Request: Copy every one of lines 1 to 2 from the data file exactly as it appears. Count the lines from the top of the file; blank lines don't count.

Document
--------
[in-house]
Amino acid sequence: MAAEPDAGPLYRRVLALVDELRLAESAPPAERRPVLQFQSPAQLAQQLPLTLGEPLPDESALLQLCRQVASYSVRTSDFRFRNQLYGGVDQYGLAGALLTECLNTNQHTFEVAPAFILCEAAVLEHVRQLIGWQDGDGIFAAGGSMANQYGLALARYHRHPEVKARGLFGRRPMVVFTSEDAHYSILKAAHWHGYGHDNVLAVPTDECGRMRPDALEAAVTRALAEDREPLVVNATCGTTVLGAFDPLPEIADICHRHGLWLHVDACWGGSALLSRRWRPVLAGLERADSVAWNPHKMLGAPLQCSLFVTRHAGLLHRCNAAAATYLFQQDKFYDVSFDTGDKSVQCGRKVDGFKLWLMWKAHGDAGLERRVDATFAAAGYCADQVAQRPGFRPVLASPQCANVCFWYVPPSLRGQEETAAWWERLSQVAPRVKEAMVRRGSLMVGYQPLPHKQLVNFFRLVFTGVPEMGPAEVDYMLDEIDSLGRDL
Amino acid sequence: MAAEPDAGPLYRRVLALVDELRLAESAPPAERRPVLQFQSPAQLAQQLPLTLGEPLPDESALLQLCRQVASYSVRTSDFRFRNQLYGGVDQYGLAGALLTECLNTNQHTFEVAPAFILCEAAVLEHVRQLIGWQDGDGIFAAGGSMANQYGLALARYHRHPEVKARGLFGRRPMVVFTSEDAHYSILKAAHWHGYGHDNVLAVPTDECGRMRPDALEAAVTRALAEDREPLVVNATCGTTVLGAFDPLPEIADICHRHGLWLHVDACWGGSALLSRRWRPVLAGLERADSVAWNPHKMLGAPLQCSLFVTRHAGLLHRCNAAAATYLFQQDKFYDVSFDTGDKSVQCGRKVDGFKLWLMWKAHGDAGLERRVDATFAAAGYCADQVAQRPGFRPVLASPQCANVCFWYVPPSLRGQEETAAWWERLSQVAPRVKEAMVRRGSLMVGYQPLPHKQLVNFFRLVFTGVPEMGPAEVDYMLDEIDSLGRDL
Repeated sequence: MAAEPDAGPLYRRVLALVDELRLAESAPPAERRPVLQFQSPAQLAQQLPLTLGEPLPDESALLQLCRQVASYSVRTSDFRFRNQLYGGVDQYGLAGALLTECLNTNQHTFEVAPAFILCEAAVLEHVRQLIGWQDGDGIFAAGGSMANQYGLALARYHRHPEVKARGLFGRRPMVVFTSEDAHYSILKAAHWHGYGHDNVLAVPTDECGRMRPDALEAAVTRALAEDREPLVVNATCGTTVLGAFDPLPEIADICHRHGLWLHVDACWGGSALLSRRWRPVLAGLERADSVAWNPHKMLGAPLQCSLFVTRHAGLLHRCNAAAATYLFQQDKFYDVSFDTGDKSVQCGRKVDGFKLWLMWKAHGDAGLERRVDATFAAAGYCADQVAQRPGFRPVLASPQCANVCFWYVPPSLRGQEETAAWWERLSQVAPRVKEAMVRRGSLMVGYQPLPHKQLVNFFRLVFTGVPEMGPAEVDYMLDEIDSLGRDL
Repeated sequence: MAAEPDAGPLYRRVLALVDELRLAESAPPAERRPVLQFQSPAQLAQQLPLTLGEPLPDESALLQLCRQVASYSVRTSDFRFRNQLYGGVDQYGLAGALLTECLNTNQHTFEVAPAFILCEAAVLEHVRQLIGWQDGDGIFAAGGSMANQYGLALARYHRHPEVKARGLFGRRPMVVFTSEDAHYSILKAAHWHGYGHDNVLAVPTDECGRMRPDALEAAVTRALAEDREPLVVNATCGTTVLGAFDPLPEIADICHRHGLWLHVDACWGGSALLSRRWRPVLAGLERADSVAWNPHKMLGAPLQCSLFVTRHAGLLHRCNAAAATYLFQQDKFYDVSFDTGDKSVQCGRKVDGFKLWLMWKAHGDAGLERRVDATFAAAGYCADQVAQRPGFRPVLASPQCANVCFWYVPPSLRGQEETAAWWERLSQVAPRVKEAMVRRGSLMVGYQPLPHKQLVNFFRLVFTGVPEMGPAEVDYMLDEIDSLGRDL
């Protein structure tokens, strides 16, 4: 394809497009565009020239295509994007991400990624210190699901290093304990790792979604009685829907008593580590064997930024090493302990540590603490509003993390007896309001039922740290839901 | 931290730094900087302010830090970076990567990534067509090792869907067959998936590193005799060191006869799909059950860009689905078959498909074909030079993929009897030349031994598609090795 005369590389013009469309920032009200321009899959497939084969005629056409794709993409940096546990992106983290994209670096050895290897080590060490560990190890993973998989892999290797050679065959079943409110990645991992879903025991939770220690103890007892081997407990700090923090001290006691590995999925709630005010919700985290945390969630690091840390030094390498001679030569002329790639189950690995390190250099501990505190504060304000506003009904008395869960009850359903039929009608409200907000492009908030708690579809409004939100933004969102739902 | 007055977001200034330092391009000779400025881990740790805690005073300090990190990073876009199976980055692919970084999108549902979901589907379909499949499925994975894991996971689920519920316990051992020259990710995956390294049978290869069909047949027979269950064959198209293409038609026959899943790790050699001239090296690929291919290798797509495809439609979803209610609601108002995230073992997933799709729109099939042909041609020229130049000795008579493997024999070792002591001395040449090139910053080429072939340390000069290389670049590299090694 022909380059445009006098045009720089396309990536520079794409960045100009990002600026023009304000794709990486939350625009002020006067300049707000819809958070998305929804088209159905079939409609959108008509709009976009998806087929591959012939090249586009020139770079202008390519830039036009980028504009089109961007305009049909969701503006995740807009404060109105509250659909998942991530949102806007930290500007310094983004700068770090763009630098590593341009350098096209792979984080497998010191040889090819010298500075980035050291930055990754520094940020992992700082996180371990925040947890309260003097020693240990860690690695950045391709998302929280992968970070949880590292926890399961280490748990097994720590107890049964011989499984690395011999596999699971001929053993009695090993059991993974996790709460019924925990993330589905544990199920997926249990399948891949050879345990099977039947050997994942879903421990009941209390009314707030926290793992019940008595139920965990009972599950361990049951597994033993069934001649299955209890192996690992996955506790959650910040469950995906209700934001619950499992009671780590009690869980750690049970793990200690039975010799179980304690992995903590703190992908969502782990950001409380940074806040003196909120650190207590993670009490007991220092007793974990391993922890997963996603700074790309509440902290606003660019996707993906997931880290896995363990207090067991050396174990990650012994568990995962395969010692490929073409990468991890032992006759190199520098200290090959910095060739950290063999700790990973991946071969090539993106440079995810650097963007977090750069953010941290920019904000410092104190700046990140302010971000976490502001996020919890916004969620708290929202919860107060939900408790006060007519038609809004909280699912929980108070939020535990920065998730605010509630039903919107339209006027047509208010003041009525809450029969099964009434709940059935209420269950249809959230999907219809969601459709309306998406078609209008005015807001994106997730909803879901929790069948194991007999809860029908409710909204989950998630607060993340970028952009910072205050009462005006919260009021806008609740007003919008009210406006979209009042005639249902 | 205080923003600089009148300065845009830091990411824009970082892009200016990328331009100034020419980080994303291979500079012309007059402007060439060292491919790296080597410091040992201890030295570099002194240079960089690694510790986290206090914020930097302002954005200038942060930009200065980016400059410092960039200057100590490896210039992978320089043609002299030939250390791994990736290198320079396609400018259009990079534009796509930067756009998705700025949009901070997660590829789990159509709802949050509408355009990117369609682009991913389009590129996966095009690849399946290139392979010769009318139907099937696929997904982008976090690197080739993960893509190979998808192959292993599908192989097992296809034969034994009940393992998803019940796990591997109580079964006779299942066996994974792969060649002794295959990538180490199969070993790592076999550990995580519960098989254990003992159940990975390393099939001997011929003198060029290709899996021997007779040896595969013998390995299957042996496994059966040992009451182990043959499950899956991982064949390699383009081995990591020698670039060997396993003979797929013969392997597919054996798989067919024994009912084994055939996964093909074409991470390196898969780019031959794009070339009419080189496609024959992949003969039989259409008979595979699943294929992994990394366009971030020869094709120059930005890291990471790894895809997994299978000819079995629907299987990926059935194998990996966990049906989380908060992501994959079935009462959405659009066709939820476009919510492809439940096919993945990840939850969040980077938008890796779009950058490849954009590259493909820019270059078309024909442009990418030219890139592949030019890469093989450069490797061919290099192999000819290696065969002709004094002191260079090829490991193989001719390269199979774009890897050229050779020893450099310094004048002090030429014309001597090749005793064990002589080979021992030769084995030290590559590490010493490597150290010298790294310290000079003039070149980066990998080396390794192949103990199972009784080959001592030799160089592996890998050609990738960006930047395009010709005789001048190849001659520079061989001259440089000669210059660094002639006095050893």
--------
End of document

[in-house]
Amino acid sequence: MAAEPDAGPLYRRVLALVDELRLAESAPPAERRPVLQFQSPAQLAQQLPLTLGEPLPDESALLQLCRQVASYSVRTSDFRFRNQLYGGVDQYGLAGALLTECLNTNQHTFEVAPAFILCEAAVLEHVRQLIGWQDGDGIFAAGGSMANQYGLALARYHRHPEVKARGLFGRRPMVVFTSEDAHYSILKAAHWHGYGHDNVLAVPTDECGRMRPDALEAAVTRALAEDREPLVVNATCGTTVLGAFDPLPEIADICHRHGLWLHVDACWGGSALLSRRWRPVLAGLERADSVAWNPHKMLGAPLQCSLFVTRHAGLLHRCNAAAATYLFQQDKFYDVSFDTGDKSVQCGRKVDGFKLWLMWKAHGDAGLERRVDATFAAAGYCADQVAQRPGFRPVLASPQCANVCFWYVPPSLRGQEETAAWWERLSQVAPRVKEAMVRRGSLMVGYQPLPHKQLVNFFRLVFTGVPEMGPAEVDYMLDEIDSLGRDL